Pick Your Pop Culture

So, I've like written about music for 25 years, and like I've got a lot to say and not enough people to pay me for it, and like I like to write about TV, and books, and movies, and stuff like that.

Thursday, June 30, 2005

Talent and Passion and Music, Oh My

I don’t mean to complain, because I enjoy both the challenge of trying to figure out office systems developed over two years by a previous employee and the income I’m earning by actually going to work five days a week. But, alas, it’s hard to keep up with a blog when you don’t have all that free time. It’s not even the writing so much as finding the subjects to cover. I haven’t seen any movies in the last few days, and I’m slogging through a complicated yet fascinating book as fast as I can, but I’m not done yet. And music has shuttled into the background of my life, so I don’t have anything interesting to say about what I’m hearing.

However, I did go out to Frederick’s Music Lounge again last night to catch Elizabeth McQueen and the Firebrands. Now, that, friends, was what we call a good time. Here’s the thing about young Ms. McQueen. She’s 27 years old, and yet her fave rave music these days is from the olden days of English pub-rock and the folks who followed in that ilk. So, you’ve got a young woman from Austin, Texas covering material made famous by old guys from England who dearly wanted to be playing in Texas back in the 70s. Will the circle be unbroken, I ask you?

McQueen is a pistol of a singer. She does it all with phrasing. Her voice is strong enough to get by, but not particularly distinctive of an instrument. However, she possesses the songs, puts some swing into the way she delivers ‘em, and a whole lot of passion. Believe me, you ain’t heard “Local Girls” by Graham Parker until you’ve heard her entirely un-sassy yet substantive rendition. Well, maybe you’ve heard it, but you ain’t heard it done in a manner so different from the original as to be a new song.

Except, of course, that it’s not a new song. Some of the songs McQueen does are new to me – as enamored as I am of the British scene of the late 70s, I never actually bought any Ducks Deluxe records – while others, such as “Almost Blue” by Elvis Costello, are as familiar as the hair on my head. So, it’s interesting that McQueen puts so much personality into her versions of other people’s songs, and not just any other people. She wants to sing the music of a very specific sort of person, the British pub or pub-influenced rocker.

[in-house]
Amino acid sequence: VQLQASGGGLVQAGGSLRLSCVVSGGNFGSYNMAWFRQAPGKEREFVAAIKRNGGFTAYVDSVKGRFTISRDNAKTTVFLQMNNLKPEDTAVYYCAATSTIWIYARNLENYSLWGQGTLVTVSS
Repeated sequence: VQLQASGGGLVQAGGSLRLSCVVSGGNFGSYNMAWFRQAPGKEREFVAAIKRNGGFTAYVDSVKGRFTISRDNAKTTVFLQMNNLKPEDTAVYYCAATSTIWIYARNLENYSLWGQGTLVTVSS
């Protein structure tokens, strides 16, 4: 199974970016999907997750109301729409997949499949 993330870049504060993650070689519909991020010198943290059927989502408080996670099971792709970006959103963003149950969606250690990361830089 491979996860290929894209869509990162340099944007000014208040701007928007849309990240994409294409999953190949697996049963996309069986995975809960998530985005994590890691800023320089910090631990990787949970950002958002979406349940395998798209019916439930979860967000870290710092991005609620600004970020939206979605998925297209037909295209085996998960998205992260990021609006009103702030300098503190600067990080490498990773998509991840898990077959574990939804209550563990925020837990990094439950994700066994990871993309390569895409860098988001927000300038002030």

I know, she’s got a lot of country and swing standards in her repertoire, too, but what’s getting her attention is the pub rock stuff. Still, she’s a full-fledged member of Asleep at the Wheel these days, too, so I guess we’ve got a lot of nuance still to wring from this talented young lady.

My next point has to do with talent. Or specifically, the difficulty of figuring out why I give the benefit of the doubt to some players, but not to others. The problem comes when talking about Jeff and David Lazaroff, whose band opened the show, mostly backed McQueen during her set, and then entirely joined forces with her for a final set of what was billed as the Roots Rock Roller Coaster. I’m going to own up to the obvious fact that I found the second guitarist in Lazaroff’s band to be quite attractive. But, pretty people annoy me musically all the time.

Nope, the interesting thing here was that, as I kept finding other people saying in various ways, she played in a weird kind of slow motion. She looks very young, and yet she obviously intensely studies the guitar licks of country, bluegrass, swing, and rockabilly guitarists. She soloed in every song, and put together impressive collections of classic ideas. But, she never quite delivered them with conviction, or more precisely, with the ease of expression that more experienced guitarists display. (Her counterpart on the other side of the stage, David Lazaroff was only really better at this by comparison; he had a few more original ways of tying ideas together, and he played faster, but he’s still got a ways to go, too.)

The fact is, this never really grew tiresome. Part of it was the great rhythm section behind the guitars; the other part was that whenever McQueen was singing, things were cooking no matter what the band sounded like. Still, I’m not sure how to explain why I found this particular display of the inevitable learning curve so much more promising than a lot of players I’ve heard over the years. There was something about her (and David) that told me they were going to get better some day, and in the meantime, there was the heady rush of making music on a hot night in a small bar in front of an enthusiastic crowd.


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